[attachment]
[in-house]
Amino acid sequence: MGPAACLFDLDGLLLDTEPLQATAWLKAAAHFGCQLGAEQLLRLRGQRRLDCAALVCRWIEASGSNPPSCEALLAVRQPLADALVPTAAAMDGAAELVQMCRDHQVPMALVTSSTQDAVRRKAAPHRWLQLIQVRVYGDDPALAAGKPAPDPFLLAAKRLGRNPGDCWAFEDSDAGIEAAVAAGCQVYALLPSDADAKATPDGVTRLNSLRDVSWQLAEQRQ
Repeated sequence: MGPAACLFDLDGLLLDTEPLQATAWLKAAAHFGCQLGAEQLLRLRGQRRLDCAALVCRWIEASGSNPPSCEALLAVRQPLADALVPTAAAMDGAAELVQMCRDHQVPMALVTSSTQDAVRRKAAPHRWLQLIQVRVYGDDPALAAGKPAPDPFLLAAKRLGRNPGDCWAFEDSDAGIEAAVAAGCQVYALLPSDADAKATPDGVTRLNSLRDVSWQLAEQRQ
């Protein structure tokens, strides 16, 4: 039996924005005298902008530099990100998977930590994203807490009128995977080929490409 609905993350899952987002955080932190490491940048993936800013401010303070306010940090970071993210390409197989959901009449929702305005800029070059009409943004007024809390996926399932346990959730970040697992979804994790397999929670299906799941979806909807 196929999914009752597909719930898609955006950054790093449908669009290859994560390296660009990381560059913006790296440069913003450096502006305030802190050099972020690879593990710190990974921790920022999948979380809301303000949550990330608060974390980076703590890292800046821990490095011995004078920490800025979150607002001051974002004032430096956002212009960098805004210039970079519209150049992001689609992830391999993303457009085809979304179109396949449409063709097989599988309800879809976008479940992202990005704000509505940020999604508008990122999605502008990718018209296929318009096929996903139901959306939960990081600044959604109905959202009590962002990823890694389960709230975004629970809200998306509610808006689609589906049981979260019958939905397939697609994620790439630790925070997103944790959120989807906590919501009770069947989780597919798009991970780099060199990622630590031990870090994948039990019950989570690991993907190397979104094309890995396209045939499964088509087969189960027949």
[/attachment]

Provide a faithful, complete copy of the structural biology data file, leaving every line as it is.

[in-house]
Amino acid sequence: MGPAACLFDLDGLLLDTEPLQATAWLKAAAHFGCQLGAEQLLRLRGQRRLDCAALVCRWIEASGSNPPSCEALLAVRQPLADALVPTAAAMDGAAELVQMCRDHQVPMALVTSSTQDAVRRKAAPHRWLQLIQVRVYGDDPALAAGKPAPDPFLLAAKRLGRNPGDCWAFEDSDAGIEAAVAAGCQVYALLPSDADAKATPDGVTRLNSLRDVSWQLAEQRQ
Repeated sequence: MGPAACLFDLDGLLLDTEPLQATAWLKAAAHFGCQLGAEQLLRLRGQRRLDCAALVCRWIEASGSNPPSCEALLAVRQPLADALVPTAAAMDGAAELVQMCRDHQVPMALVTSSTQDAVRRKAAPHRWLQLIQVRVYGDDPALAAGKPAPDPFLLAAKRLGRNPGDCWAFEDSDAGIEAAVAAGCQVYALLPSDADAKATPDGVTRLNSLRDVSWQLAEQRQ
């Protein structure tokens, strides 16, 4: 039996924005005298902008530099990100998977930590994203807490009128995977080929490409 609905993350899952987002955080932190490491940048993936800013401010303070306010940090970071993210390409197989959901009449929702305005800029070059009409943004007024809390996926399932346990959730970040697992979804994790397999929670299906799941979806909807 196929999914009752597909719930898609955006950054790093449908669009290859994560390296660009990381560059913006790296440069913003450096502006305030802190050099972020690879593990710190990974921790920022999948979380809301303000949550990330608060974390980076703590890292800046821990490095011995004078920490800025979150607002001051974002004032430096956002212009960098805004210039970079519209150049992001689609992830391999993303457009085809979304179109396949449409063709097989599988309800879809976008479940992202990005704000509505940020999604508008990122999605502008990718018209296929318009096929996903139901959306939960990081600044959604109905959202009590962002990823890694389960709230975004629970809200998306509610808006689609589906049981979260019958939905397939697609994620790439630790925070997103944790959120989807906590919501009770069947989780597919798009991970780099060199990622630590031990870090994948039990019950989570690991993907190397979104094309890995396209045939499964088509087969189960027949």